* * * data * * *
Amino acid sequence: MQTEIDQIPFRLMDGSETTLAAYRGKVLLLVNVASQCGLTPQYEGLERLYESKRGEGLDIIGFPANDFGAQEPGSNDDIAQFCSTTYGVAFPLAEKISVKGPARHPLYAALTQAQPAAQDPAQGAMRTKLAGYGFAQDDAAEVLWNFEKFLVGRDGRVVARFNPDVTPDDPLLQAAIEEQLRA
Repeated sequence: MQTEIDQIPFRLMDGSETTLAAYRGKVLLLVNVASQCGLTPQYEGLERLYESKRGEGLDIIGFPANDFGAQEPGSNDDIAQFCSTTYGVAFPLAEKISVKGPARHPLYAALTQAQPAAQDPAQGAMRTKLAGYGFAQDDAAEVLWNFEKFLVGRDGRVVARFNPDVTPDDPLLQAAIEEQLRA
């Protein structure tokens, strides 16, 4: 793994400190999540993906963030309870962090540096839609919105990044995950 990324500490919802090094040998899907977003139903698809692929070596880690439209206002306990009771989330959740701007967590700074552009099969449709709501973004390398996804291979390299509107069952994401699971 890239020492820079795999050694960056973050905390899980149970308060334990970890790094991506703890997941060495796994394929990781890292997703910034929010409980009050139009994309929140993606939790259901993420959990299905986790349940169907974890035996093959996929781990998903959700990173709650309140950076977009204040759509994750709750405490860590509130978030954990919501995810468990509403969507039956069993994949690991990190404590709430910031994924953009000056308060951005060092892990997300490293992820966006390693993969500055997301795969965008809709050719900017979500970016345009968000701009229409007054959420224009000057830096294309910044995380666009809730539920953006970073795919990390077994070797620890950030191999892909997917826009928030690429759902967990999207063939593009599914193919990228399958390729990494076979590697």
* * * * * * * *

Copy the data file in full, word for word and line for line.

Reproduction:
Amino acid sequence: MQTEIDQIPFRLMDGSETTLAAYRGKVLLLVNVASQCGLTPQYEGLERLYESKRGEGLDIIGFPANDFGAQEPGSNDDIAQFCSTTYGVAFPLAEKISVKGPARHPLYAALTQAQPAAQDPAQGAMRTKLAGYGFAQDDAAEVLWNFEKFLVGRDGRVVARFNPDVTPDDPLLQAAIEEQLRA
Repeated sequence: MQTEIDQIPFRLMDGSETTLAAYRGKVLLLVNVASQCGLTPQYEGLERLYESKRGEGLDIIGFPANDFGAQEPGSNDDIAQFCSTTYGVAFPLAEKISVKGPARHPLYAALTQAQPAAQDPAQGAMRTKLAGYGFAQDDAAEVLWNFEKFLVGRDGRVVARFNPDVTPDDPLLQAAIEEQLRA
């Protein structure tokens, strides 16, 4: 793994400190999540993906963030309870962090540096839609919105990044995950 990324500490919802090094040998899907977003139903698809692929070596880690439209206002306990009771989330959740701007967590700074552009099969449709709501973004390398996804291979390299509107069952994401699971 890239020492820079795999050694960056973050905390899980149970308060334990970890790094991506703890997941060495796994394929990781890292997703910034929010409980009050139009994309929140993606939790259901993420959990299905986790349940169907974890035996093959996929781990998903959700990173709650309140950076977009204040759509994750709750405490860590509130978030954990919501995810468990509403969507039956069993994949690991990190404590709430910031994924953009000056308060951005060092892990997300490293992820966006390693993969500055997301795969965008809709050719900017979500970016345009968000701009229409007054959420224009000057830096294309910044995380666009809730539920953006970073795919990390077994070797620890950030191999892909997917826009928030690429759902967990999207063939593009599914193919990228399958390729990494076979590697």